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The ice cream, named “Xamaleón,” after the color-shifting chameleon, slowly changes color as it melts. It goes from a periwinkle blue while being scooped, to pink and then purple. Your next lick or bite of this strange frozen delight may result in a different shade of color. The ice cream’s chromatic indecisiveness is a reaction to changes in temperature and acidity. A spray of Linares’ special “elixir” after scooping the ice cream accelerates the process.
Linares insists that the special dessert is all natural. He said, “It was important to me to make sure I only used natural ingredients, so it took a bit longer.” The ice cream’s flavor is a tutti-frutti blend of fruits, including strawberries and bananas, and various other ingredients, like cocoa, almonds, pistachio, vanilla and caramel.
“And as to the trick, I’m not giving out too much detail because the patents are still going through,” said Linares.
The physicist-turned-chef won’t disclose Xamaleón’s creation process, but he does tell of the idea’s origin. Linares took an ice cream-making course at the Hotel BusinessSchool Hoffman in Barcelona, and was assigned with making a new flavor. He shared with his tutor and colleagues his aspirations for a color-changing ice cream, an idea met only with ridicule. “Everyone laughed,” Linares said, “but as a physicist I know that there are various possibilities that might work, and I was delighted when I managed to crack it and create an ice cream that changes color.” Linares actually cites inspiration from Charlie Francis, a British ice cream entrepreneur who invented a glow-in-the-dark ice cream.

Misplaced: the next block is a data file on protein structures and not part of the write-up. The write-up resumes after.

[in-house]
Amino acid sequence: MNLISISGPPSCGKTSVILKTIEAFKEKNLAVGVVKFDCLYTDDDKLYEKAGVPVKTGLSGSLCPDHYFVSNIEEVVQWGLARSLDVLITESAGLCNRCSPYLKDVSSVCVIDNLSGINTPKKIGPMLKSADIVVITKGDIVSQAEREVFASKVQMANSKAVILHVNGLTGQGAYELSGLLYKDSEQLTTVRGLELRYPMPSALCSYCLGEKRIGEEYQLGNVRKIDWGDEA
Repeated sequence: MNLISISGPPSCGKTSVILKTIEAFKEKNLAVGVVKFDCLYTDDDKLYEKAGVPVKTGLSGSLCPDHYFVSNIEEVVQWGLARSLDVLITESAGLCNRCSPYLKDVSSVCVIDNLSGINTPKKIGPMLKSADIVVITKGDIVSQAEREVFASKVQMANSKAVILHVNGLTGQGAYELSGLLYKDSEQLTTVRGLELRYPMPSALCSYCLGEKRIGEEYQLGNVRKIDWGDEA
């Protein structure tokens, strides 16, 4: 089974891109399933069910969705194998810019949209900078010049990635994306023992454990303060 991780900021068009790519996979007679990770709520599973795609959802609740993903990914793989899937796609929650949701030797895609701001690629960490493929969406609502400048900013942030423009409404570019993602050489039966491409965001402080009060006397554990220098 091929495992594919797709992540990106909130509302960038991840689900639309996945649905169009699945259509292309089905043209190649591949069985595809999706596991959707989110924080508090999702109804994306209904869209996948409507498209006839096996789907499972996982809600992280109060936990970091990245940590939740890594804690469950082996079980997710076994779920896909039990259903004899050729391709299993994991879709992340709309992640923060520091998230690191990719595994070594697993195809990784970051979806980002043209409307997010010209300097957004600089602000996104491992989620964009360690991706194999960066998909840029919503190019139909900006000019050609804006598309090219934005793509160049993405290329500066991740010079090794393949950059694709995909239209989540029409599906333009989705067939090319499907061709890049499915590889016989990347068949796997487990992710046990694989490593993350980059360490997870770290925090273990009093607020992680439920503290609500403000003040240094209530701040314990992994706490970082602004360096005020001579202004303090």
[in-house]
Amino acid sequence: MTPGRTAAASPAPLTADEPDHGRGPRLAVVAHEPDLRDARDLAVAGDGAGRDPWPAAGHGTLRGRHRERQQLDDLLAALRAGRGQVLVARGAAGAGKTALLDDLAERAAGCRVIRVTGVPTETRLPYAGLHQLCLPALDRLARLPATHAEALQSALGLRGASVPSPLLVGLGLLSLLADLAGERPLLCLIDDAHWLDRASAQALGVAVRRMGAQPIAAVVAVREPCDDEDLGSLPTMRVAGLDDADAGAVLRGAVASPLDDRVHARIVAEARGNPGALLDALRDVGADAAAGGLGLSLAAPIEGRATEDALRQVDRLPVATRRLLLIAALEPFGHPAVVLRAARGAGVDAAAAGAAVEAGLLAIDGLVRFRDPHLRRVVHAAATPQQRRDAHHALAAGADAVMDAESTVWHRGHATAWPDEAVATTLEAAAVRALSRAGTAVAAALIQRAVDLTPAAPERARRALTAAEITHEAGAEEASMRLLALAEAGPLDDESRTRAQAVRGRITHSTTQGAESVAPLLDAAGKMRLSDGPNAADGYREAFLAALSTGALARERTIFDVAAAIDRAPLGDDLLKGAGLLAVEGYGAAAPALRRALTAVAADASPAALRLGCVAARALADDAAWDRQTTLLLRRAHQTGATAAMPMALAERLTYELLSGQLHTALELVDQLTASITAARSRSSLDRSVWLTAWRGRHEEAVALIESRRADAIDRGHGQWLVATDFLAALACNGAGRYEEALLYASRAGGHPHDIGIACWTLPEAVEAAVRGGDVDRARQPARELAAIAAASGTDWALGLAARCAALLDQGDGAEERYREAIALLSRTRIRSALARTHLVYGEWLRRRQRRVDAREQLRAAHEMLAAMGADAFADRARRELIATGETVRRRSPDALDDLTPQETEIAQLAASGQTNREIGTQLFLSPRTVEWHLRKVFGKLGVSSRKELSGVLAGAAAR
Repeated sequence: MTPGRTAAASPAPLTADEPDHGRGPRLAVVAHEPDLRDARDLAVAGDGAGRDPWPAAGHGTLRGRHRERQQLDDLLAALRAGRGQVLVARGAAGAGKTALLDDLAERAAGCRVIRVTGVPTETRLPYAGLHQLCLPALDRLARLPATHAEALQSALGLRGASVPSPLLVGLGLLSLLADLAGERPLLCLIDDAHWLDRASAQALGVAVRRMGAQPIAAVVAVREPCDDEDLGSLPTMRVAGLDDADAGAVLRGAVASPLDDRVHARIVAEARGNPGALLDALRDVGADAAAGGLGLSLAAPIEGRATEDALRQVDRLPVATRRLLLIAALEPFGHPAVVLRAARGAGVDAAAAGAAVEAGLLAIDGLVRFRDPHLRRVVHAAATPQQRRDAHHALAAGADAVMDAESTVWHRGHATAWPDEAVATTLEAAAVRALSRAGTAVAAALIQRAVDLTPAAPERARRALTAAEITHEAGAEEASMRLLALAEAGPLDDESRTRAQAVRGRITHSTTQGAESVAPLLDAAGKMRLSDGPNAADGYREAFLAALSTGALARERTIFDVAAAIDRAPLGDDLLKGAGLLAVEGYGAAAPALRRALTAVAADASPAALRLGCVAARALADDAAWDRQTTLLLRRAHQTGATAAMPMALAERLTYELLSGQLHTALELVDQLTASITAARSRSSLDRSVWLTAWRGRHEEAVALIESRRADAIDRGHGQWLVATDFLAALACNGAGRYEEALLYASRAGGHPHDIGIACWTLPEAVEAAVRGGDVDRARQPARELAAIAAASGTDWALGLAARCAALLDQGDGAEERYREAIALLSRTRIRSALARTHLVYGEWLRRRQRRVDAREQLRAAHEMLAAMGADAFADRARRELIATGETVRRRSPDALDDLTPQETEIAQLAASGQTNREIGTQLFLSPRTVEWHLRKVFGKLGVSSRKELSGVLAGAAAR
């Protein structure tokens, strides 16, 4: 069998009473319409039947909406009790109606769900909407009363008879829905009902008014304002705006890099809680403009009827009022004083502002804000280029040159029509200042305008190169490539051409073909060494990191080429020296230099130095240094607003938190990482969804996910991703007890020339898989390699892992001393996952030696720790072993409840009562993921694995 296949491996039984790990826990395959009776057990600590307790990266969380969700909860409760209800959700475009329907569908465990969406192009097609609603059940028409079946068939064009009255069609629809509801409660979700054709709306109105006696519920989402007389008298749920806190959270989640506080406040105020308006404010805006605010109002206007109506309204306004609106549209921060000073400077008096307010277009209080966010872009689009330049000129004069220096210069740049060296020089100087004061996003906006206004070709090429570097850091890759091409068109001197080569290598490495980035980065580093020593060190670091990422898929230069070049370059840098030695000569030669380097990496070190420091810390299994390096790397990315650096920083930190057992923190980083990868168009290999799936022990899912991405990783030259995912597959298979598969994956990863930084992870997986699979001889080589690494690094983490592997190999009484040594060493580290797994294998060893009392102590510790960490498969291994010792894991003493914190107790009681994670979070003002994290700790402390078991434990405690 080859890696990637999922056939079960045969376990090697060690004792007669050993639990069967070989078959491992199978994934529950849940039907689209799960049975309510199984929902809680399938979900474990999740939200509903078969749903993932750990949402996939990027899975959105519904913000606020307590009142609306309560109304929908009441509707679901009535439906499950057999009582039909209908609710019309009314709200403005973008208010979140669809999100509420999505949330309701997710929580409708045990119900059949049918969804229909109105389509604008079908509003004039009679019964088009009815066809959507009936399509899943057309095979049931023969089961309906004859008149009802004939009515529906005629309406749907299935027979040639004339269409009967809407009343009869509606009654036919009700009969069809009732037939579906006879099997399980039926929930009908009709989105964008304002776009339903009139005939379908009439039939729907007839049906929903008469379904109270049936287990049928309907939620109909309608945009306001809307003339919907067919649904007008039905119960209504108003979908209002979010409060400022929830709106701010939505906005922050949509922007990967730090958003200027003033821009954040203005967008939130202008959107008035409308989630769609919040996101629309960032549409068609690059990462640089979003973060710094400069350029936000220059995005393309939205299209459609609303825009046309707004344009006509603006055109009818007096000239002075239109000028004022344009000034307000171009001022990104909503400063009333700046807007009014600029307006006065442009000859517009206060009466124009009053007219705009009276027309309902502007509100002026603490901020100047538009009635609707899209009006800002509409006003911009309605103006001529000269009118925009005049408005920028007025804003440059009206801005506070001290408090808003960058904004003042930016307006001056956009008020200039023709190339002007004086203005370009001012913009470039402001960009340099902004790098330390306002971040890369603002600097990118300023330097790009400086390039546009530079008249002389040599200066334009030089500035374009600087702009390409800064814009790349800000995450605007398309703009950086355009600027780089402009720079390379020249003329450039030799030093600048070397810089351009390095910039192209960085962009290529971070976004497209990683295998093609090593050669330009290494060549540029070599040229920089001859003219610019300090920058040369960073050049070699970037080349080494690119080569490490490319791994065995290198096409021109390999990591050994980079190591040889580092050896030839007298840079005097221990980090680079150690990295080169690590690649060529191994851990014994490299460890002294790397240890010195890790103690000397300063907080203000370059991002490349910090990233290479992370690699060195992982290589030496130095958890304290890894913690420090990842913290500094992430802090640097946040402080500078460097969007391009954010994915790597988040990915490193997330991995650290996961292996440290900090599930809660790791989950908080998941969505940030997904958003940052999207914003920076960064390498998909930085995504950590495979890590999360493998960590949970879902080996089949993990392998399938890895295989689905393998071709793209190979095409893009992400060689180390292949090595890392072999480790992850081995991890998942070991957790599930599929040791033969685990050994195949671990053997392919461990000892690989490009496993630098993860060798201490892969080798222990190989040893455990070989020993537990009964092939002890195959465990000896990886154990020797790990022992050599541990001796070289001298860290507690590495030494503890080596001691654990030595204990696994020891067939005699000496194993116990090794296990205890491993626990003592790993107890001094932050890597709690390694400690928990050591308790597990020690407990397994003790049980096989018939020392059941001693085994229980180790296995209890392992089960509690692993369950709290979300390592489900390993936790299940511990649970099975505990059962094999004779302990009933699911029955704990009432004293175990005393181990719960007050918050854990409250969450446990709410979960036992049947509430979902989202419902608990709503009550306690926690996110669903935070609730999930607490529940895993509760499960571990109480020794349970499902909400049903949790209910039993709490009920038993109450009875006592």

Currently, Linares’ own ice cream parlor in Calella de Marhas, Spain is the exclusive home to this chomatophoric confection, and it’s selling like hotcakes. Strange color-changing hotcakes.
Linares’ cold culinary dreams don’t end here. He’s already looking into partners to bring Xamaleón to the rest of the world. He also wants to create a multitude of other creative concoctions, including ice cream that changes from white to pink and ice cream that reacts when exposed to fluorescent and ultraviolet lights.
By Alfredo Dizon, eParisExtra
The 2010 Paris National team was the state runner up and advanced to the World Series, but this is the first state champion in AA, AAA or Ozone.
The team is currently raising money to travel to the Dixie Youth World Series in Lexington, SC.
The team is holding a Car Wash and Bake Sale on the parking lot of Armstrong McCall and Sandwich Etc on Saturday, August 2nd, 9:00 am to 3:00pm.
They will also have raffle tickets for sale for a 45 quart Yetti Cooler! Drawing will be held at 3:00 pm this Saturday. There will be free hot dogs and lemonade for the first 100 people who either pay for a car wash or give a cash donation.
Those interested in supporting or contributing to their travel expenses can contact the Paris Optimist Club at 903-517-6593
The Paris City Council has rejected the only bid it received for replacement of water and sewer lines in west Paris.
The bid of $7.4 million came from Speiss Construction Co. for 54,000 feet (about 10 miles) of water and sewer line replacement. Consulting firm AECOM recommended rejecting the bid because the firm did not seem to have sufficient experience in this kind of project.
The next step, according to Engineering Director Shawn Napier, is to break the job up into smaller pieces.